To extend our observations to nonhuman primates, we assessed the effect of REGN1500 on circulating lipid levels in cynomolgus monkeys. Seventeen dyslipidemic monkeys were selected for this study (supplementary Table 1). Three groups of five to six monkeys each were given a single dose of REGN1500 (3 mg/kg or 10 mg/kg) or vehicle. REGN1500 produced a robust and sustained dose-dependent reduction in circulating TG that reached a maximum within 1 to 2 days following the treatment (Fig. 5A). The 3 mg/kg dose of REGN1500 treatment resulted in a 48% reduction in mean plasma TG levels (from 320 ± 7 mg/dl to 165 ± 19 mg/dl for days 1 and 2; P < 0.05; n = 6), whereas the 10 mg/kg dose lowered plasma TG by 89% (from 411 ± 42 mg/dl to 46 ± 16 mg/dl for days 1 and 2; P < 0.05; n = 5). The higher dose of REGN1500 lowered serum TG to levels that were similar to the normolipidemic cynomolgus monkeys (58 ± 3 mg/dl; n = 60, unpublished observations). The reductions in plasma TG were maintained for 33 days before returning to baseline levels (Fig. 5A). The absolute reduction in plasma TG levels is provided for the higher dose treatment group (Fig. 5B). NonHDL-C was reduced by 44% and reached a nadir at day 3 (Fig. 5C). REGN1500 did not alter the plasma levels of LDL-C (Fig. 5D), perhaps because plasma LDL-C levels were low at baseline (58 ± 7 mg/dl; n = 17) and similar to those of normolipidemic monkeys (54 ± 4 mg/dl; n = 60). At the higher doses of REGN1500, the plasma HDL-C levels fell by ~30% at days 10 and 14 (Fig. 5E). No changes were observed in liver enzyme levels (ALT and AST, supplementary Fig. 9) or fasting glucose or insulin (data not shown).
In this paper we show that administration of a high affinity antibody to ANGPTL3 rapidly and effectively reduces serum TG and cholesterol levels in normolipidemic mice, as well as in dyslipidemic mice and monkeys. The phenotype of the treated animals resembles that seen in humans with genetic deficiency of ANGPTL3 (16, 26–31) and suggests that inhibition of ANGPTL3 may be beneficial for treatment of patients with mixed dyslipidemia.
A mouse antibody to ANGPTL3 was shown previously to lower circulating levels of plasma TG and TC in normolipidemic and hyperlipidemic mice (32, 33). Here we describe the development of a new fully human monoclonal antibody that binds human, monkey, mouse, and rat ANGPTL3 with high affinity. REGN1500 treatment protected LPL activity from ANGPTL3 inhibition in vitro and in vivo after the antibody was injected into the circulation of mice. The increase in LPL activity in mice treated with REGN1500 resembles that seen in Angptl3 knockout mice (5, 6) and could account for the rapid clearance of plasma TG following a lipid challenge. A single dose of REGN1500 (5 mg/kg or greater) effectively reduced circulating TG levels in both normolipidemic and hyperlipidemic mice, and in dyslipidemic cynomolgus monkeys. These findings indicate that REGN1500 reduces circulating TG levels by upregulating LPL activity through inhibition of ANGPTL3.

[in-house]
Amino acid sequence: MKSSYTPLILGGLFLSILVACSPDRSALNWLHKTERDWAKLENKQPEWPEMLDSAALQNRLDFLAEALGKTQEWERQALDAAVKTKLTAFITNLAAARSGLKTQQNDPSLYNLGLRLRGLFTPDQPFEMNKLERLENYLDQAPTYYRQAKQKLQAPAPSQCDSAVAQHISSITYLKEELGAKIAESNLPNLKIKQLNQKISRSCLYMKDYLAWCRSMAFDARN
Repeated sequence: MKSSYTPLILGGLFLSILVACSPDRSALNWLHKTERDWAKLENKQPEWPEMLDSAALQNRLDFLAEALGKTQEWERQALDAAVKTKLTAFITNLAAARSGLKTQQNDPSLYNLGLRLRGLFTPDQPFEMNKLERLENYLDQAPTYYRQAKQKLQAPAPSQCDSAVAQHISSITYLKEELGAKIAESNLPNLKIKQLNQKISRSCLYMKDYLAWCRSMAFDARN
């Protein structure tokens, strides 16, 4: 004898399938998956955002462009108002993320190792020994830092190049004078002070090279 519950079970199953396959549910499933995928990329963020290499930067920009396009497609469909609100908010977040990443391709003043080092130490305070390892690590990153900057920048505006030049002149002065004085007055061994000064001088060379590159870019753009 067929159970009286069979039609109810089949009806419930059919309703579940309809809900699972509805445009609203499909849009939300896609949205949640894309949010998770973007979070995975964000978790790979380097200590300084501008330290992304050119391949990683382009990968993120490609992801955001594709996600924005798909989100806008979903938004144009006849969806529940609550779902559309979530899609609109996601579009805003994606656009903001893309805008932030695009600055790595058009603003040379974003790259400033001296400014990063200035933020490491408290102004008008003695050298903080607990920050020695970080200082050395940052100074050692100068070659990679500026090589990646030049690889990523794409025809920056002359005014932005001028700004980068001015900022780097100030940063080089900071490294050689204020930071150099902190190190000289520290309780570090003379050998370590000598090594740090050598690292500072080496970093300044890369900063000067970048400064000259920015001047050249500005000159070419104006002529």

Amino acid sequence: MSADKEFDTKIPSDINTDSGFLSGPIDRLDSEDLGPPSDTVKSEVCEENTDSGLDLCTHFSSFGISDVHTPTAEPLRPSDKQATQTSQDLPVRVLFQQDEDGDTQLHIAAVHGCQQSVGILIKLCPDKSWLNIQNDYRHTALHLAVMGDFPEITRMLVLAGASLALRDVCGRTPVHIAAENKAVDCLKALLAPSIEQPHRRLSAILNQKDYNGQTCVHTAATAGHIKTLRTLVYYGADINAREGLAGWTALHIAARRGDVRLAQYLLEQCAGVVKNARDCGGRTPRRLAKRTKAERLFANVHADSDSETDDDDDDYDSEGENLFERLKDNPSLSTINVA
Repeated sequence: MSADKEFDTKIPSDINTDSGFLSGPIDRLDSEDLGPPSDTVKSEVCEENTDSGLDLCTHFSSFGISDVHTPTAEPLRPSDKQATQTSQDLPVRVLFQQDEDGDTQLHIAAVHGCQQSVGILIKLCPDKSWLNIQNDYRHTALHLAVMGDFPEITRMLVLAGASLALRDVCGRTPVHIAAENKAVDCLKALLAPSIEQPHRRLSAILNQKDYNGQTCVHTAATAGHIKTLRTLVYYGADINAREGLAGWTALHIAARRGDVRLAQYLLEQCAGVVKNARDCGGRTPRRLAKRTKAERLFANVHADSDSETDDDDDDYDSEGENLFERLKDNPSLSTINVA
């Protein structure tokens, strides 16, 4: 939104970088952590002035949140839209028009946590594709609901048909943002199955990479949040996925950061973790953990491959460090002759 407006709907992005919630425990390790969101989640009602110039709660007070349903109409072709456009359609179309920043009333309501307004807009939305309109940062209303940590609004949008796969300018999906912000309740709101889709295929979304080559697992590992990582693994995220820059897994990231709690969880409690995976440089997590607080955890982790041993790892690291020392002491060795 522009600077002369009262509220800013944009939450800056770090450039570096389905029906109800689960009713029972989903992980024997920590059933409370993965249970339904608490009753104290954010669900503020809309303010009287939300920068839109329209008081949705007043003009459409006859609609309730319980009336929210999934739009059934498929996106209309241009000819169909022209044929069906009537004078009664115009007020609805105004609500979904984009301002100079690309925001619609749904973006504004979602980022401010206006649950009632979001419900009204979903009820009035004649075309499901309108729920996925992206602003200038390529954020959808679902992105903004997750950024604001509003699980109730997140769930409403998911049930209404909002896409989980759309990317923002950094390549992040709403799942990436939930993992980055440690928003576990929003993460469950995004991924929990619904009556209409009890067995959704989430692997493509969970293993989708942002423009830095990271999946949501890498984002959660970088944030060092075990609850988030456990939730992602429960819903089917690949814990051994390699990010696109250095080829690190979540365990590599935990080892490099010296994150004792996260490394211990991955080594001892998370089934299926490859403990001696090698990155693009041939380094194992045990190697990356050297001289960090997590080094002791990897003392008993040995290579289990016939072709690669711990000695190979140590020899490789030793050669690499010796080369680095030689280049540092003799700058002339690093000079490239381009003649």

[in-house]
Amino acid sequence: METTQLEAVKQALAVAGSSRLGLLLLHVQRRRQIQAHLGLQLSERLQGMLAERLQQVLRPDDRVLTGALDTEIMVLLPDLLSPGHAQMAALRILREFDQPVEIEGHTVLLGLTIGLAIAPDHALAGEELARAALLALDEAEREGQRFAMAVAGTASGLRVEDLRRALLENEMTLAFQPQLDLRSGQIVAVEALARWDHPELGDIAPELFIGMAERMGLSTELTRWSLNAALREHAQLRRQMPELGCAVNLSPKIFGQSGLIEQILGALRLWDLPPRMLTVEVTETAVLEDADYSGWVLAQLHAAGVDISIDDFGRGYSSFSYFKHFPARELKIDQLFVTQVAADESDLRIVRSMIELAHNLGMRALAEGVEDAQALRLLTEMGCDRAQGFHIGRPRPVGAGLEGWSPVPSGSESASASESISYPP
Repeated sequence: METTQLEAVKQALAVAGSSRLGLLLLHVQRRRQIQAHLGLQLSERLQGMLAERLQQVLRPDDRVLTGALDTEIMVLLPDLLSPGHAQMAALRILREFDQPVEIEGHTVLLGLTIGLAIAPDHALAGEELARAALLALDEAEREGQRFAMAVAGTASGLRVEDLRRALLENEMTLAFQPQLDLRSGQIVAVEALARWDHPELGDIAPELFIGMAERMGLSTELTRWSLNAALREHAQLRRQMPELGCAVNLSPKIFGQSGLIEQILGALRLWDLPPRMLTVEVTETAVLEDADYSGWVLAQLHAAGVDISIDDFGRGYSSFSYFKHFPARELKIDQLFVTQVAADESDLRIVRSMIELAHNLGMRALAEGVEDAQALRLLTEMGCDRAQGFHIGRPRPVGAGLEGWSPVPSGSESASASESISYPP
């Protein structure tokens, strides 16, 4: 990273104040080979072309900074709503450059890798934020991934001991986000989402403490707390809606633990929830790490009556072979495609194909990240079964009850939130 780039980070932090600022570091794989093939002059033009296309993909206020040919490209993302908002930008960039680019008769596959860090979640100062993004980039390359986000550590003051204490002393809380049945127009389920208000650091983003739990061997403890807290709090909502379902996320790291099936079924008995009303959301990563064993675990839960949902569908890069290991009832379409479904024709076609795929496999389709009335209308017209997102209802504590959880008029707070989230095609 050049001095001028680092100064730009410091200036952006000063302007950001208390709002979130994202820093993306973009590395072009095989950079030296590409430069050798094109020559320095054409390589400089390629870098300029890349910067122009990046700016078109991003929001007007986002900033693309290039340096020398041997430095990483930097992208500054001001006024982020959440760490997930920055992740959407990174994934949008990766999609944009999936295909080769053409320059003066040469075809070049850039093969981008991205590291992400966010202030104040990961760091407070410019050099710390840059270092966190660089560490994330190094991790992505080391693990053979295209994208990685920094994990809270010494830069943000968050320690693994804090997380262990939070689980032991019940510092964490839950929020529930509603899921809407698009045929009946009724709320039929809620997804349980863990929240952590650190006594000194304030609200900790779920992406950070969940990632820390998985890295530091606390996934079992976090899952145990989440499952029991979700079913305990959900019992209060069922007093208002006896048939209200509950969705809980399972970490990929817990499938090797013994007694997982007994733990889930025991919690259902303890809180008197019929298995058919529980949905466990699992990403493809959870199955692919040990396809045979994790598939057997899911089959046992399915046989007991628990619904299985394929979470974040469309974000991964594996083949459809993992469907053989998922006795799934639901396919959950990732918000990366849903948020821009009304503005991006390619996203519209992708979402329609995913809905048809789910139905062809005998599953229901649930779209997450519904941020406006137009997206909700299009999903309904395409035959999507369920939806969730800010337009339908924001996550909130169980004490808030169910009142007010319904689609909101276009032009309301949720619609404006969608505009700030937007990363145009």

We also evaluated the effect of chronic treatment with REGN1500. Weekly administration of REGN1500 in C57Bl/6 mice fed a high-fat high-cholesterol diet for 8 weeks caused a sustained reduction in circulating TG, TC, and LDL-C levels without affecting body weight, liver enzymes, or hepatic, adipose, or heart TG content. The reduction in serum TG levels can in part be attributed to reduced hepatic TG secretion rate. We show that the ability of REGN1500 to lower serum lipid levels is independent of changes in genes involved in de novo lipogenesis or in fatty acid oxidation in the liver.
ANGPTL3 inactivation with REGN1500 reduced LDL-C levels only in animals fed a high-fat high-cholesterol diet, but not in normolipidemic mice or cynomolgus monkeys that have normally low baseline LDL-C levels. The mechanism responsible for the LDL-lowering effect of ANGPTL3 is currently not clear, but appears not to involve the major canonical pathways of clearance of ApoB-containing lipoproteins (34).
The administration of REGN1500 to normolipidemic and hyperlipidemic mice also caused a reduction in plasma levels of HDL-C. Humans who are homozygous for inactivating mutations in ANGPTL3 have lower plasma HDL-C levels (26–30). It has been proposed that the reduction in plasma HDL-C levels in ANGPTL3-deficient individuals is due to the inhibitory effects of ANGPTL3 on the phospholipase activity of EL (8). Plasma phospholipase activity is higher in Angptl3−/− mice than in wild-type mice and the EL activity can be inhibited by recombinant human ANGPTL3 in vitro (8). In this study, administration of REGN1500 to mice lacking EL resulted in a reduction in circulating TG levels, but not in plasma HDL-C levels, thus confirming that HDL-C reduction results from the relief of EL inhibition by ANGPTL3.
HDL-C plays a key role in the process of reverse cholesterol transport by promoting the efflux of excess cholesterol from peripheral tissues to the liver for biliary excretion (35). The possible therapeutic benefit of ANGPTL3 blockade using REGN1500 to lower both TG and LDL-C is possibly tempered by concern about its ability to decrease HDL-C. However, recent genetic and pharmacological findings have questioned the importance of HDL-C as a marker for cardiovascular risk prediction (36–38), particularly when reflecting changes due to EL action. Consistent with this scenario, it was recently shown that humans with a common inactivating mutation in LIPG and higher plasma levels of HDL-C are not protected from coronary heart disease (36). Measurement of reverse cholesterol transport and assessment of HDL functionality may help to better understand the potential consequences of reduced plasma HDL-C in humans.
Although very limited analysis is available on the prevalence of coronary heart disease in carriers of homozygous ANGPTL3 mutations, Pisciotta et al. (28) reported no clinical evidence of atherosclerosis in their patients, attributing these findings to markedly reduced levels of pro-atherogenic apoB-containing lipoproteins (VLDL, VLDL remnants, and LDL) in the mutation carriers.
In summary, biochemical characterization and in vivo studies in normolipidemic and dyslipidemic mice and monkeys demonstrate that inhibition of ANGPTL3 by REGN1500 lowers the circulating levels of both cholesterol and TG significantly. These data suggest that REGN1500 may provide a new therapeutic approach for lipid-lowering, especially in subjects with combined hyperlipidemia.
This work was supported by National Institutes of Health Grant PO1 HL20948.
[S]The online version of this article (available at http://www.jlr.org) contains supplementary data in the form of nine figures, one table, and text.